• A swing set – This can go either way because some swing sets are just sitting in the grass. This would be considered personal property as it is not attached to anything. A swing set, however, that is cemented into the ground would be regarded as a fixture or part of the property.
  • A basketball hoop – the same can be said for a basketball hope. It goes without saying that if the hoop is cemented into the driveway, it will stay with the home unless excluded from the sale. A free-standing hoop, however, would be considered personal property.
  • A mirror – this should be simple but often it is not. If the mirror is bolted to the wall, it stays. If it is hanging on a hook, it does not stay with the home.
  • A wall mounted television – this is another one that really can be grey to a lot of people. Wall mounted televisions should be excluded if an owner desires to take them. Keep in mind anything bolted, screwed in or attached to a wall is considered part of the house! A sub-issue that often surfaces with wall mounted televisions is how the holes in the wall that are left behind will be addressed. Do not assume anything here when buying a home. If you want the holes patched this is something that should be dealt with up front and agreed to in writing by the parties.
  • Lights – this one is on my list not because it ‘s hard to distinguish that they are part of a home but because a lot of homeowners forget to exclude lights they want to take with them. Some sneaky owners will take a light and put another in its place thinking the buyer will not remember. This is not a good way to conduct yourself in a real estate transaction, but it happens.
  • Dog fence – this is an interesting one only because some sellers think it is perfectly acceptable to take the unit that powers the underground wiring. This is something that should become an exclusion.

Clarifying What Is What

When a Realtor goes to list a home, he or she should be extremely thorough in defining what is included in the home sale. When the listing is put up, it should contain all the fixtures that are excluded from the sale. I will repeat when excluding items from a sale; personal property should not be included as it creates further confusion.

The same attention to detail must be applied when the Offer to Purchase is drafted. When the multiple listing service is thorough and exact in its descriptions of what comes with the house, it can then be referred to later in the Offer to Purchase. The same information on what is included in the sale and what is excluded in the sale must be made clear in the offer.

Make Sure You And Your Realtor Are On The Same Page

Have a Final Walk Through If you are going to sell your house, you want to ensure that you and your Realtor are always on the same page. A good real estate agent should be checking in with you, particularly in the beginning of the sale, to make sure you understand what is going on and that your wishes are being honored in the sales process.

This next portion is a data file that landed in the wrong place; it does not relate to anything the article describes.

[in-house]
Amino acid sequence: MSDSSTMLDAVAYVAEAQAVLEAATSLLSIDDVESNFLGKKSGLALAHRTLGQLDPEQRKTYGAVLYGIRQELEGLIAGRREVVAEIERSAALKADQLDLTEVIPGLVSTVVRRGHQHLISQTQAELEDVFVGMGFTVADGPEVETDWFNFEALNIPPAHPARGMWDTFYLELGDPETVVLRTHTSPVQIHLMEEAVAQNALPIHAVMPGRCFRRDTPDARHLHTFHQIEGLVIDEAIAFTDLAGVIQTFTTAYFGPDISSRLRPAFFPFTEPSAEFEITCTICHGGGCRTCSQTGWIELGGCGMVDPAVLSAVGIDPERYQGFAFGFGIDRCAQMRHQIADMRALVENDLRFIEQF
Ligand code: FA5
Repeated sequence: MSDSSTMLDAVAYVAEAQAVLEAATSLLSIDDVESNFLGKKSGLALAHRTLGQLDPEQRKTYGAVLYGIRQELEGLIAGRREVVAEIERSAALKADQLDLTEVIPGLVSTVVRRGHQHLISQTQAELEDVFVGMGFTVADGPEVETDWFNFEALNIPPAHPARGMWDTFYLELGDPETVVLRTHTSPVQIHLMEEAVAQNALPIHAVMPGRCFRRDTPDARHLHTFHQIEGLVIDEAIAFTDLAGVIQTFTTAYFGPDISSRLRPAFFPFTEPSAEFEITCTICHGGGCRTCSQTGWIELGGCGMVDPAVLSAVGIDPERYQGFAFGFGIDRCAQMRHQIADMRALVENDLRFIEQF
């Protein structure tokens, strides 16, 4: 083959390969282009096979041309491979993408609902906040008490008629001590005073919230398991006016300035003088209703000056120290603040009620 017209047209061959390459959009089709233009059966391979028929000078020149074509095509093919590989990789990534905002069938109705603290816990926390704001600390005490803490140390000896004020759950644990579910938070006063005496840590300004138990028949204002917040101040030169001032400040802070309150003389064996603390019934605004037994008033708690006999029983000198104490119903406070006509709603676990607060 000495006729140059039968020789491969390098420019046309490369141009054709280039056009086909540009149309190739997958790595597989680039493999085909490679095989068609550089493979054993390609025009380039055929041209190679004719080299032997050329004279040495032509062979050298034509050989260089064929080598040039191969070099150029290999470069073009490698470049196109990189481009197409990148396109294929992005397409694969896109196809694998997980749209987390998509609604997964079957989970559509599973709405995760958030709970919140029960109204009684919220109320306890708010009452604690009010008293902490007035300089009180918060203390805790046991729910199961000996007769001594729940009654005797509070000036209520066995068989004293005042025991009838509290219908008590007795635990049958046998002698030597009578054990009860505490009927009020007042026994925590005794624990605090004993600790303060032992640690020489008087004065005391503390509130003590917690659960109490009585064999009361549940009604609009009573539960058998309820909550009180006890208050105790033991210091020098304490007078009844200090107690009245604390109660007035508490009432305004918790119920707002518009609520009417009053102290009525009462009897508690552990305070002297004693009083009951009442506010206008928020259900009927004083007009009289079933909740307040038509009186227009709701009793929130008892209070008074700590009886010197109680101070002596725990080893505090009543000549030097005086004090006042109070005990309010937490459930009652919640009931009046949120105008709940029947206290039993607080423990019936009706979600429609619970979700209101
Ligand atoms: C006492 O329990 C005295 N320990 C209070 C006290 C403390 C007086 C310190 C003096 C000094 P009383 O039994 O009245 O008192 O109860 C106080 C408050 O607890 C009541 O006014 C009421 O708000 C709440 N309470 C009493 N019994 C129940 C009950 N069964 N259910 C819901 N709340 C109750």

What is included and excluded should be discussed before the home is ever listed and it makes its way to the public.

When you talk to your Realtor about the listing, bring up the idea of clarifying what you consider personal property and what you think are fixtures, so that the Realtor can include all this information in the listing. After the listing is up, the real estate agent can also keep in mind any areas where confusion might arise and address them during the sales process with the buyer’s agent.

The last thing you want to be involved in is a situation where the buyer intends to back out of the home sale. This is stress that can be easily avoided!

Other Important Clarifications

One of the other bones of contention that often comes up in a home sale is extraneous things that the seller decides they should leave behind for the buyer to have. Sometimes the customer loves the fact that these things are left behind and other times they want them gone. What kind of items am I talking about?

  • Paint – some buyers want all the paint left behind to do touch ups while others have no use for it and want it removed.
  • Extra tile – again sometimes people want extra tiles to stay and other times they plan on removing what is there.
  • Gardening items, pesticides, etc. – some buyers love to have these things, while others don’t.
  • Wood – Some sellers see leaving wood for burning in the fireplace or wood stove as a major plus.
  • Miscellaneous items – anything that can be used around the house like garden hoses, garbage cans, household cleaners, etc.

The point here is you should never take anything for granted when it comes to leaving items behind. A buyer should always be asked if they want anything left behind that is considered personal property.

Do a Final Walk Through

When you are buying a home, it is always advisable to do a final walk through. One of the primary purposes of doing so is to make sure that everything in the home is the same as when you signed your contract with the seller. While most buyers are looking for issues like a mover dinging a wall or other potential structural or mechanical issues, looking over what was supposed to be included is important as well.

Over my twenty-nine years of selling real estate, there have been a handful of occasions where something was taken that shouldn’t have been. In fact one time the seller had already left the state with all of their belongings on a truck and decided they wanted two lights that were not excluded.

The buyer, of course, wanted them and would not settle for what the seller put in their place. It took some wrangling of course with the attorneys but a holdback agreement was made whereby the seller would not get a couple of thousand dollars of their proceeds until the lights were returned to the buyers. This is just another reason that a final walk through should never be skipped!